Marc Edelman, a sports law professor at Baruch College in New York, thinks "work for hire" would apply to unionized college athletes and be a potential saving grace for broadcasters. Of course, the NCAA likely would have to pay something to its players after negotiating with their union. In the NFL and NBA, the players union negotiates a percentage of league revenue that goes toward salaries. If universities were negotiating with athletes, anything from a pension fund to an annual stipend would be on the table.
But ultimately, a deal would pave a second advantage for broadcasters. Those negotiations between universities and a players union "would facilitate a single, uniform licensing agreement for use of likenesses," says Edelman.
In other words, rather than having to negotiate with agents of individual players, broadcasters could go to universities as they already do for rights to athletes' images, names and performances. If broadcasters wanted to do things like advertising campaigns and digital extensions, it wouldn't have to worry about clearing rights with thousands of individuals. It would be business as usual.
A union for NCAA athletes would achieve a third advantage for broadcasters: Thanks to the legal concept known as the "nonstatutory labor exemption," collectively bargained work conditions would be given a pass from antitrust scrutiny.
The NFL and NBA -- and their broadcast partners -- already know this benefit. After all, where else in Corporate America do employers conspire together to assign recent college graduates and set salary caps on these draftees? Collective bargaining is the reason why this is tolerated. The same sort of benefit would apply to college sports should an agreement between the NCAA and its union arise. And so, if athletes begin looking to examine who exactly is facilitating the alleged NCAA cartel, broadcasters would be inoculated from potential antitrust lawsuits.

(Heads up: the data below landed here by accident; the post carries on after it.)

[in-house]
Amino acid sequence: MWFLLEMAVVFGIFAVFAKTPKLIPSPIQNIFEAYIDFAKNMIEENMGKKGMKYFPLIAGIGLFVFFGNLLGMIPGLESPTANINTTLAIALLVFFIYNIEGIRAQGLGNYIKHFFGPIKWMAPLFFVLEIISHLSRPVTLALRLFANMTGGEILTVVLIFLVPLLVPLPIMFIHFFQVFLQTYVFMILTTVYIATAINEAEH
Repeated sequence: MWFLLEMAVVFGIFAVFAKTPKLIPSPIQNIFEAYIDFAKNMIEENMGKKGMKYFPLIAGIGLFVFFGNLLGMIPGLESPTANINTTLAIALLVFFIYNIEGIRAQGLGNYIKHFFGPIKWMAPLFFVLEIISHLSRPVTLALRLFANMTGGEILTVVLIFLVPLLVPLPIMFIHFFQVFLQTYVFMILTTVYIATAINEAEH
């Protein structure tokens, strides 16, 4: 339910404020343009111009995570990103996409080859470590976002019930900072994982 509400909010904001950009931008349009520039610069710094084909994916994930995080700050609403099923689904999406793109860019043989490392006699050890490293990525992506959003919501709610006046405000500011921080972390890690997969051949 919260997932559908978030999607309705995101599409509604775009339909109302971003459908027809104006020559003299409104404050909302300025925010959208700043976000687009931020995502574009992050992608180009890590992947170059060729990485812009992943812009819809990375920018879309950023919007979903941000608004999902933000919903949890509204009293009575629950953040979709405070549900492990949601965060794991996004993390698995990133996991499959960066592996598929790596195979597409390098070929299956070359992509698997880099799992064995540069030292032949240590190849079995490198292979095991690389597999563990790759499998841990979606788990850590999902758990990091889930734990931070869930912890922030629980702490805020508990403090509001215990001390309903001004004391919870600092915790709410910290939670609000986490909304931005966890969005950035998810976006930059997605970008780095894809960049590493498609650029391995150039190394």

The path to the broad unionization of NCAA athletes will be slow and arduous. The NLRB ruling concerning the NU athletes is already under appeal. It might only apply to NU. Or private universities. There's undoubtedly a great deal of fighting ahead on the labor front in college sports. But Ryan Rodenberg, a Florida State University sports law professor, agrees that "monetary pressure" from broadcasters (i.e., the billions they spend) can spur along change.
Of course, unionizing NCAA athletes would end any notion that they are "amateurs."
Do TV execs care? Former CBS Sports president Neal Pilson testified in the O'Bannon case that paying players would change public perception of college sports and could cause a 15 percent-to-20 percent drop in TV ratings. But CBS Sports chairman Sean McManus is less certain, saying, "The system needs to be adjusted."
There’s precedent for an entertainment company coming around to the idea that paying NCAA athletes makes sense. After battling college athletes for years over the use of their names and faces in video games, Electronic Arts revealed in June that it had agreed to fork over a whopping $60 million to about 100,000 current and former college football and basketball players. But the game publisher went even further than the historic settlement. That month, in the O'Bannon case, EA executive Joel Linzner testified that if there were an efficient way to work with players as a group, then he would be interested in acquiring rights from them.
Obviously, a college athletes players association could be that group. Will broadcasters use their power of the purse to support a union, if not for reasons of fairness then for self-interest in a legal game that is hardly winding down to the buzzer?